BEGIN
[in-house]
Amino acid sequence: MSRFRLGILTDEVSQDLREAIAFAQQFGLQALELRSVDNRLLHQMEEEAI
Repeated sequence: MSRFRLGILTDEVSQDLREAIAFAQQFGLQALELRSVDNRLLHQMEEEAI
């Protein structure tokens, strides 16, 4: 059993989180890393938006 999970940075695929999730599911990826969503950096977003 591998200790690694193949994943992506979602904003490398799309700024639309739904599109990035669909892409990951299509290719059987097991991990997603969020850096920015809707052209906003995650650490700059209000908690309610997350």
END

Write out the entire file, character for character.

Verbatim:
[in-house]
Amino acid sequence: MSRFRLGILTDEVSQDLREAIAFAQQFGLQALELRSVDNRLLHQMEEEAI
Repeated sequence: MSRFRLGILTDEVSQDLREAIAFAQQFGLQALELRSVDNRLLHQMEEEAI
């Protein structure tokens, strides 16, 4: 059993989180890393938006 999970940075695929999730599911990826969503950096977003 591998200790690694193949994943992506979602904003490398799309700024639309739904599109990035669909892409990951299509290719059987097991991990997603969020850096920015809707052209906003995650650490700059209000908690309610997350």